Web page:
University of Vermont

How to Help a Friend Experiencing Relationship Violence.

Help them recognize the abuse.

  • Point out the different types of abuse in relationships, such as emotional, sexual, and physical abuse.
  • Tell them that abuse happens and hurts more over time.
  • Encourage them to call the Campus Victim's Advocate or another domestic violence support agency.

Express your concerns.

  • Tell them that you are glad they confided in you.
  • Let them know that you are sorry this is happening to them.
  • You can never say the following phrases too much: "I'm worried about you;" "It's not your fault;" "I'm glad that you told me about what you're going through;" "You deserve better;" and "I'm here for you."

Support their strength.

  • Help them recognize the strength they've shown in managing their lives and the abuse they've faced.
  • Help them see that they are not to blame for the violence and that changing their behavior will not stop the abuse.
  • Help them recognize the abuser's excuses for being violent.

Be accepting.

  • Tell them you are worried about their safety.
  • Let them know you are there for them, and mean it. Do not become upset if they are not ready to break off the relationship yet. Try to see that they are dealing with conflicting emotions - love and security from a partner, and fear from the abuse.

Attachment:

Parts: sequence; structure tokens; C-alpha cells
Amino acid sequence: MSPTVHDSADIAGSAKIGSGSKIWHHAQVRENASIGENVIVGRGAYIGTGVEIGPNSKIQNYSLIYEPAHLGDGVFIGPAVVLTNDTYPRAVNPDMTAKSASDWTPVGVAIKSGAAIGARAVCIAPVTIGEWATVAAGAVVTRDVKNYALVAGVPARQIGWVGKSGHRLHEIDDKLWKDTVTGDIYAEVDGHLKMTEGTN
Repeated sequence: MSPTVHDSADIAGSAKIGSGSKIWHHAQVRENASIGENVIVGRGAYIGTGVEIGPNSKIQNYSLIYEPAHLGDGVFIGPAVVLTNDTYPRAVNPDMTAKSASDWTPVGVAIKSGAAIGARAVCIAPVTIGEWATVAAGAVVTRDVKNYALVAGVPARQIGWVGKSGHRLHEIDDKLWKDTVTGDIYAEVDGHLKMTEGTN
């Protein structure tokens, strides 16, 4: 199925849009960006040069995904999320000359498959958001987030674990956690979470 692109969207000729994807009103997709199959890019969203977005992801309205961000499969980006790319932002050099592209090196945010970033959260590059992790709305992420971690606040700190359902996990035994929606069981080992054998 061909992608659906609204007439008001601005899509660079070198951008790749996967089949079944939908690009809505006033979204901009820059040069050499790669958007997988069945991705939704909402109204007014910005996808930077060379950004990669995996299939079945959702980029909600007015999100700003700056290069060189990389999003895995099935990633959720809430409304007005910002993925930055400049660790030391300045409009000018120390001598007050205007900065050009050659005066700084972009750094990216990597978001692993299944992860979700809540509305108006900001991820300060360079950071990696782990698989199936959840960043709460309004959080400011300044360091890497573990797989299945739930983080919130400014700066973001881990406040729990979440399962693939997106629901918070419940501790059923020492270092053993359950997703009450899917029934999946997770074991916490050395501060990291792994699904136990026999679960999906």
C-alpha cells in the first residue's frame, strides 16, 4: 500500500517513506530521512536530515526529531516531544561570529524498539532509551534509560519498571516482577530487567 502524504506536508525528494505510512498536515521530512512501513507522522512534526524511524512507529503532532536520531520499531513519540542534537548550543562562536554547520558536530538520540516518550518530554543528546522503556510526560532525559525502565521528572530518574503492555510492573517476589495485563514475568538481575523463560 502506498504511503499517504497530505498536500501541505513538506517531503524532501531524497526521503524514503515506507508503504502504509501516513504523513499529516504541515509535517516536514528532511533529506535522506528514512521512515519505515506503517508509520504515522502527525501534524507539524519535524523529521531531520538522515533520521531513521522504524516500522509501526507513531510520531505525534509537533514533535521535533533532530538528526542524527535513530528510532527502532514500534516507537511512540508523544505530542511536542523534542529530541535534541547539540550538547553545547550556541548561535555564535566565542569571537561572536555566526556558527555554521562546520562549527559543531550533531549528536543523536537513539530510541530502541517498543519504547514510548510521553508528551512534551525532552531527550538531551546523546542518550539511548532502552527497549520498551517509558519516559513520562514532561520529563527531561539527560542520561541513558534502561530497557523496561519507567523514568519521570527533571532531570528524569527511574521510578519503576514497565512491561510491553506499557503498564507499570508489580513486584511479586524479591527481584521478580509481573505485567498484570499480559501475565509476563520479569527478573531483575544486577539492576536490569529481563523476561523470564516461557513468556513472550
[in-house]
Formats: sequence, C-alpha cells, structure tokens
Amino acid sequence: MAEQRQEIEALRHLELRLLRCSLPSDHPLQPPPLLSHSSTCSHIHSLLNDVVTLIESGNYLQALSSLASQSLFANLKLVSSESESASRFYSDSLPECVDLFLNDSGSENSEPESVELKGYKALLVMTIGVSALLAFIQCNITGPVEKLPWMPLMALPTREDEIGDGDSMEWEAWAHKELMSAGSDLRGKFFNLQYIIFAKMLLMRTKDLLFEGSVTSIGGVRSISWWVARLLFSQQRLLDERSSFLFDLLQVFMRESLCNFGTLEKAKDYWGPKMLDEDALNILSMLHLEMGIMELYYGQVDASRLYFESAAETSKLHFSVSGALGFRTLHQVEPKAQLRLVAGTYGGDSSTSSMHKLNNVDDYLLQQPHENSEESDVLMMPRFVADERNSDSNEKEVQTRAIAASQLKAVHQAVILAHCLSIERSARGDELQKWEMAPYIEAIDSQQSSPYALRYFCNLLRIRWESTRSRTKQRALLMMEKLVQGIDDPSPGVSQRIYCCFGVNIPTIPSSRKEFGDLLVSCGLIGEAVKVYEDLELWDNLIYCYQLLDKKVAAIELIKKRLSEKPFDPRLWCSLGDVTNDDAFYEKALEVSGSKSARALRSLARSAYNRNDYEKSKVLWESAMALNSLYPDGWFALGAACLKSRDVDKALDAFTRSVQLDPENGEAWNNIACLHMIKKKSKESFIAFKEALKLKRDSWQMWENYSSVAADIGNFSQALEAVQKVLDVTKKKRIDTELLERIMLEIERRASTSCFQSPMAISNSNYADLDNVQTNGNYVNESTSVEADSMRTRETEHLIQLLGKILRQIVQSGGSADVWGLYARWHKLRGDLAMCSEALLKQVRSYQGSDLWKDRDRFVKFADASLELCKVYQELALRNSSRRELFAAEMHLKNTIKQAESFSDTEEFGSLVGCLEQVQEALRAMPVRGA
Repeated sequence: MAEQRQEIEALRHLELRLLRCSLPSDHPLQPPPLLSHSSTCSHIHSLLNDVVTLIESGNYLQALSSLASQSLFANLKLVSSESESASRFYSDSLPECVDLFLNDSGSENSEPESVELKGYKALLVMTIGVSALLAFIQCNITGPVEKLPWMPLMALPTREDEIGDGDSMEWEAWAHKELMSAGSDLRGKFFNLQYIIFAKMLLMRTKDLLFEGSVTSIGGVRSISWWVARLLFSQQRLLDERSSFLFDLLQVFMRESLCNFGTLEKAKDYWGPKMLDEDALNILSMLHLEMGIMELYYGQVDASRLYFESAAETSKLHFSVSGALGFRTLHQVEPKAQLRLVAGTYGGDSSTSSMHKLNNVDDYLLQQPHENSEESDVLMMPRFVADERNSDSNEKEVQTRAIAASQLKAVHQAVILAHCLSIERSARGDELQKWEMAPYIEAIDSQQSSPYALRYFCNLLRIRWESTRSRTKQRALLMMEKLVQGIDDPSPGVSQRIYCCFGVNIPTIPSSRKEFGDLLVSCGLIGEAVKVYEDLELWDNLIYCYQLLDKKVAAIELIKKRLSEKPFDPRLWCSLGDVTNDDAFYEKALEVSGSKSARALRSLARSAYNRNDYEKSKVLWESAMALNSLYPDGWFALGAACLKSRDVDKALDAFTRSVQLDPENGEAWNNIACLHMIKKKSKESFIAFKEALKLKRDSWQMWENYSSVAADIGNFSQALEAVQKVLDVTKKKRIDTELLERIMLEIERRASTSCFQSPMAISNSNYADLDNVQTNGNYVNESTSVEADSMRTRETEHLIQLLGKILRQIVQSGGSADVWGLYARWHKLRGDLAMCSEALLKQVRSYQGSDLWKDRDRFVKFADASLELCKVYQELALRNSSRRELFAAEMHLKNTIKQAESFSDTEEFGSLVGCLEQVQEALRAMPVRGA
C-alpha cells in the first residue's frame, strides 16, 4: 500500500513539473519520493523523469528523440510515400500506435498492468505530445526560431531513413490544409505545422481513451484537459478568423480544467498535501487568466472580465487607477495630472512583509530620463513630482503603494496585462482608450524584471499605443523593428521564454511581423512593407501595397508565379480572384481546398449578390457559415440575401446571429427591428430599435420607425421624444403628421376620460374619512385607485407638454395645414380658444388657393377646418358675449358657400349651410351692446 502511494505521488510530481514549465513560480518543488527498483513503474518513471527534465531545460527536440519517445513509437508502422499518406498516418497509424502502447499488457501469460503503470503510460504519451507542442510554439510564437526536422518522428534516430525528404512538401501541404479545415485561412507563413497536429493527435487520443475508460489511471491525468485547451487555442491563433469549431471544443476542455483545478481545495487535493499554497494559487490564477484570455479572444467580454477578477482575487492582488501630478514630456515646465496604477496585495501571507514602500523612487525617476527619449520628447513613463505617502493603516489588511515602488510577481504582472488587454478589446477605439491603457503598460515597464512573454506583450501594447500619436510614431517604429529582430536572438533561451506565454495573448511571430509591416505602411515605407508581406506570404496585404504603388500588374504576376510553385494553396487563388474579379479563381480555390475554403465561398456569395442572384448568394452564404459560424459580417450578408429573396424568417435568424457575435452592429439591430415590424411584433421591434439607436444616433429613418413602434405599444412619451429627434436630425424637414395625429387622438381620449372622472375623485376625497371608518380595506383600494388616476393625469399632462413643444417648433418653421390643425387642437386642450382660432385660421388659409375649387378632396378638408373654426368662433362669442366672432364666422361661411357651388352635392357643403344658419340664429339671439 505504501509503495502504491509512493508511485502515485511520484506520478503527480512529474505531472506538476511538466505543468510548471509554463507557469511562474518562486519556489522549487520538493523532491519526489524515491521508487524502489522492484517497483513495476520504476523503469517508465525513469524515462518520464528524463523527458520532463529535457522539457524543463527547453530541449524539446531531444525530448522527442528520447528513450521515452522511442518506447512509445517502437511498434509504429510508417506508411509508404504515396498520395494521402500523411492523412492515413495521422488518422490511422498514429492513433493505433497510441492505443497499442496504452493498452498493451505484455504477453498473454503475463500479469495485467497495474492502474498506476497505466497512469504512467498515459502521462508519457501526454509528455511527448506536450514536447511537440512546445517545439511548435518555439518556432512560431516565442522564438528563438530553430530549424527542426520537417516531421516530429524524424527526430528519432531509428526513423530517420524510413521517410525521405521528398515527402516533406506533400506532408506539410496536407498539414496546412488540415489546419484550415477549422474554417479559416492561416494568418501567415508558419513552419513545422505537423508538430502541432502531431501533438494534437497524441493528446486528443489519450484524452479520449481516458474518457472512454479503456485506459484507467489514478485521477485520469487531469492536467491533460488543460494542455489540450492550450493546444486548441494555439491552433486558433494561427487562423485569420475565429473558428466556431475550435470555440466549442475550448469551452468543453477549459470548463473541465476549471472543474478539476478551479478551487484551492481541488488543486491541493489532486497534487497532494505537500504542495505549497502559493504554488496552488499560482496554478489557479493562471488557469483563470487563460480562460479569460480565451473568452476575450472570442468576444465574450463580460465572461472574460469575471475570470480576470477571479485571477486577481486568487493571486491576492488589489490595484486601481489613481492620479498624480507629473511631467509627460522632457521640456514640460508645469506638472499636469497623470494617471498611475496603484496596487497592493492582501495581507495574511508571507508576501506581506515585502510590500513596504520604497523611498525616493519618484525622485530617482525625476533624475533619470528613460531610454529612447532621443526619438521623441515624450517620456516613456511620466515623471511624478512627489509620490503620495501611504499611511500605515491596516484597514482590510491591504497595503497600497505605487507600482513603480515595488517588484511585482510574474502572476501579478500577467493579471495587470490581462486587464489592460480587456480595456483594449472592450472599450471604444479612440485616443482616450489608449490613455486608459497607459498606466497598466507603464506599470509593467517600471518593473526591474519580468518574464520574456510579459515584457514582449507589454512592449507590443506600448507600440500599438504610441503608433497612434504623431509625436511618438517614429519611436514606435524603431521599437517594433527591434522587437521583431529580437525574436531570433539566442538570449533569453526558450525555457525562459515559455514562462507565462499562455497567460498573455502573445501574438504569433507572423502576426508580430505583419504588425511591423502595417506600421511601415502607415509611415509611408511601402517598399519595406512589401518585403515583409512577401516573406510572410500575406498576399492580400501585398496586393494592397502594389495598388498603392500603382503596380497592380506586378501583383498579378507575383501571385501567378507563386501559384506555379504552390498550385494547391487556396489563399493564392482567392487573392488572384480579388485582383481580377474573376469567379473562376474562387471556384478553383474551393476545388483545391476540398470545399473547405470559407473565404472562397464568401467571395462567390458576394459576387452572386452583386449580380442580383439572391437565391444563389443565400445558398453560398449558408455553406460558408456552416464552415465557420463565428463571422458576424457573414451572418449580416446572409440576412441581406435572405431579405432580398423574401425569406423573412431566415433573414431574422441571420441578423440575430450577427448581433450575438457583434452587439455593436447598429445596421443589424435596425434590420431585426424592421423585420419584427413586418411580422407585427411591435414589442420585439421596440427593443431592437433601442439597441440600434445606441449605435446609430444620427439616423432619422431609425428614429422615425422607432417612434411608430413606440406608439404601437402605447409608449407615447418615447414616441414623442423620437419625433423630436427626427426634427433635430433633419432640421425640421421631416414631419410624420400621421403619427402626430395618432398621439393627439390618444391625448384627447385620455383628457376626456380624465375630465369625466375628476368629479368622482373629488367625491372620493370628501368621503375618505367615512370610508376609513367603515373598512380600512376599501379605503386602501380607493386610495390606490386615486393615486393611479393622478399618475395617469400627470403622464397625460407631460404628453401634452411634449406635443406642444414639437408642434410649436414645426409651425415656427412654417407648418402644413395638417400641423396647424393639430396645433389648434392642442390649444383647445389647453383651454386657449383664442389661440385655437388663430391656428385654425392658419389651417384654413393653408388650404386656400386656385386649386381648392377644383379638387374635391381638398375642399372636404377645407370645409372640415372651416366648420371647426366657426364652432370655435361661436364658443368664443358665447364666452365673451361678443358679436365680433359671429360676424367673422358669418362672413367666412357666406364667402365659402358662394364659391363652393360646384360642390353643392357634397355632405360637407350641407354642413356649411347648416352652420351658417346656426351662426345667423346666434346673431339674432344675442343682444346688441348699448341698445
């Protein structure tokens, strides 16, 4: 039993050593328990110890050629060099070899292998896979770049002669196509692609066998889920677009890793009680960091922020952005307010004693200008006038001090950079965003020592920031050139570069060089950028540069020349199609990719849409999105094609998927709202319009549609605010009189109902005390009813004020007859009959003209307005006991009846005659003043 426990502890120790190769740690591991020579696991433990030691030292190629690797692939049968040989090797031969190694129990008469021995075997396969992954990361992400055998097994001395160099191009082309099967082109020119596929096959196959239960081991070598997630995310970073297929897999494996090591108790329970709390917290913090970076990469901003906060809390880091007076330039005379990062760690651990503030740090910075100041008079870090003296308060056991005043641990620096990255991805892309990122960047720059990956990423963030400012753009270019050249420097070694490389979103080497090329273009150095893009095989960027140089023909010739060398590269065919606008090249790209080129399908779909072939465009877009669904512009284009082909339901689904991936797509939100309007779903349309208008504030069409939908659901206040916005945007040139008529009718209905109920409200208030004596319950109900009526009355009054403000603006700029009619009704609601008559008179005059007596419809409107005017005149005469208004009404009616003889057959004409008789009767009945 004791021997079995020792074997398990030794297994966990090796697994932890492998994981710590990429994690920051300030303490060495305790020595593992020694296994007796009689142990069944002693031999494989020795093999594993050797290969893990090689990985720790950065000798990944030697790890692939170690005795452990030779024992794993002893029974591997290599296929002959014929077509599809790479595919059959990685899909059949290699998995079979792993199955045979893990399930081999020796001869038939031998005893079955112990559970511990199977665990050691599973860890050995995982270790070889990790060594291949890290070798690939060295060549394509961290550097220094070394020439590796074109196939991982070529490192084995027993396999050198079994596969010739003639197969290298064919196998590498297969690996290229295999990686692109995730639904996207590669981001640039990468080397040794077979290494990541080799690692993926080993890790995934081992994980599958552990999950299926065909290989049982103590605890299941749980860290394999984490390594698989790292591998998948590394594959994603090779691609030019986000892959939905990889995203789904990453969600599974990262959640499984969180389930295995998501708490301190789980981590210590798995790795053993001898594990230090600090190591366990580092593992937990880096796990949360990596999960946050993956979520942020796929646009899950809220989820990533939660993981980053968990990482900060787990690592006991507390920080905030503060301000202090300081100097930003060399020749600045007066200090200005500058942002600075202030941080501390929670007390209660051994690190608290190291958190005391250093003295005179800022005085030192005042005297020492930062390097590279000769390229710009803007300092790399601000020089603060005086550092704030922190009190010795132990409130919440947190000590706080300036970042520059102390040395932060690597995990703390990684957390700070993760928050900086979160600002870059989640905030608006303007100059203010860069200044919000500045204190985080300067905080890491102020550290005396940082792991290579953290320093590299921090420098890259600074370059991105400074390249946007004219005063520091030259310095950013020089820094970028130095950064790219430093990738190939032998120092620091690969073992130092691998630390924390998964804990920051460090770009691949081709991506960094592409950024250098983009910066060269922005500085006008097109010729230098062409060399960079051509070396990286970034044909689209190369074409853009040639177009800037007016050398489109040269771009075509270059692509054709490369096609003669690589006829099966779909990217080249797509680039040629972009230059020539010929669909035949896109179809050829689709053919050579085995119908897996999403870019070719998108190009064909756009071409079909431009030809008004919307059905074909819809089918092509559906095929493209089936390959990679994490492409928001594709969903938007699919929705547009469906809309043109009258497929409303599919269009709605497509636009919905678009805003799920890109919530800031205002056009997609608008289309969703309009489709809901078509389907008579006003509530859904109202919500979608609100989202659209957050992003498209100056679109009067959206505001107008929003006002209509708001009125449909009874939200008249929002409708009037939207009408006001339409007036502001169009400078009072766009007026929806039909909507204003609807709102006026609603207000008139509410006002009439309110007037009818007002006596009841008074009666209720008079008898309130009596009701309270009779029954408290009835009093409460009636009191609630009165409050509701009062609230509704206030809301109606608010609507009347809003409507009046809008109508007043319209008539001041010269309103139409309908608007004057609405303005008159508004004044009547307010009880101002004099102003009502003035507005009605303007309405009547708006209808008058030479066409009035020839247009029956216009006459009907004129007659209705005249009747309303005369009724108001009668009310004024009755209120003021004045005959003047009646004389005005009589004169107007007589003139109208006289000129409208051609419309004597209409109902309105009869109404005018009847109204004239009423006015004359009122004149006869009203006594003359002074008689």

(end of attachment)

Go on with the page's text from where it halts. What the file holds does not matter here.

• Understand that they may need to return to the abuser in order to be safe.

Work on a safety plan.

  • Help them think of ways to be safe.
  • Find local resources that can offer additional support.

Be there, listen, and stay there.

  • You may feel like a broken record that no one is listening to. Keep supporting them. By avoiding blame, they will know you are standing beside them.
  • When they are ready to end the relationship, continue to be supportive and try to help them get involved in activities and supportive services. It takes a long time to get over any relationship, especially one that is violent.
  • Help them resist the pressure from other friends, family members, etc. to get back together.

Reach out for help.

  • If you are frightened or frustrated, get support for yourself. Remember, you can't rescue or solve all of your friend's problems.
  • Crisis lines are available 24 hours a day and you don't have to give your name.
  • To reach the Campus Victim's Advocate, call (802) 656-7892.
  • In Vermont, to reach your nearest domestic violence program dial: 1-800-228-7395

Last modified May 09 2014 02:48 PM